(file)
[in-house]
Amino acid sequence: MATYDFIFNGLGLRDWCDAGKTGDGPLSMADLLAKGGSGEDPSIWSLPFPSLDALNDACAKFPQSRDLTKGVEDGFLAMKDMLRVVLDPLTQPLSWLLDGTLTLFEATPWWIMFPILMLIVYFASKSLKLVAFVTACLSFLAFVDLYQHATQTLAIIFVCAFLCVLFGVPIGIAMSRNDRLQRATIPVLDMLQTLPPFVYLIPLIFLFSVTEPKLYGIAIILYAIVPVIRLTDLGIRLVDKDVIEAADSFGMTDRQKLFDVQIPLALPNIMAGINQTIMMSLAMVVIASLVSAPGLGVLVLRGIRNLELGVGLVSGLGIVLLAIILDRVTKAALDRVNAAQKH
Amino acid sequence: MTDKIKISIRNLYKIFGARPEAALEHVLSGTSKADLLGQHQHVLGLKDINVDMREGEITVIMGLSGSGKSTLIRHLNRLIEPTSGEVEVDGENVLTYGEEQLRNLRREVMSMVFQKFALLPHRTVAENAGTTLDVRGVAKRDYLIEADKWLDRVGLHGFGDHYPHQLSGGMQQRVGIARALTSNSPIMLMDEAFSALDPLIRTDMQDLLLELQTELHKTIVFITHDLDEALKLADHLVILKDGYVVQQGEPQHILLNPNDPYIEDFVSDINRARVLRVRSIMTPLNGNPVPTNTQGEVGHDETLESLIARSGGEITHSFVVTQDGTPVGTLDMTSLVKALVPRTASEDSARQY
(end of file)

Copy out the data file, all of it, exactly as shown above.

[in-house]
Amino acid sequence: MATYDFIFNGLGLRDWCDAGKTGDGPLSMADLLAKGGSGEDPSIWSLPFPSLDALNDACAKFPQSRDLTKGVEDGFLAMKDMLRVVLDPLTQPLSWLLDGTLTLFEATPWWIMFPILMLIVYFASKSLKLVAFVTACLSFLAFVDLYQHATQTLAIIFVCAFLCVLFGVPIGIAMSRNDRLQRATIPVLDMLQTLPPFVYLIPLIFLFSVTEPKLYGIAIILYAIVPVIRLTDLGIRLVDKDVIEAADSFGMTDRQKLFDVQIPLALPNIMAGINQTIMMSLAMVVIASLVSAPGLGVLVLRGIRNLELGVGLVSGLGIVLLAIILDRVTKAALDRVNAAQKH
Amino acid sequence: MTDKIKISIRNLYKIFGARPEAALEHVLSGTSKADLLGQHQHVLGLKDINVDMREGEITVIMGLSGSGKSTLIRHLNRLIEPTSGEVEVDGENVLTYGEEQLRNLRREVMSMVFQKFALLPHRTVAENAGTTLDVRGVAKRDYLIEADKWLDRVGLHGFGDHYPHQLSGGMQQRVGIARALTSNSPIMLMDEAFSALDPLIRTDMQDLLLELQTELHKTIVFITHDLDEALKLADHLVILKDGYVVQQGEPQHILLNPNDPYIEDFVSDINRARVLRVRSIMTPLNGNPVPTNTQGEVGHDETLESLIARSGGEITHSFVVTQDGTPVGTLDMTSLVKALVPRTASEDSARQY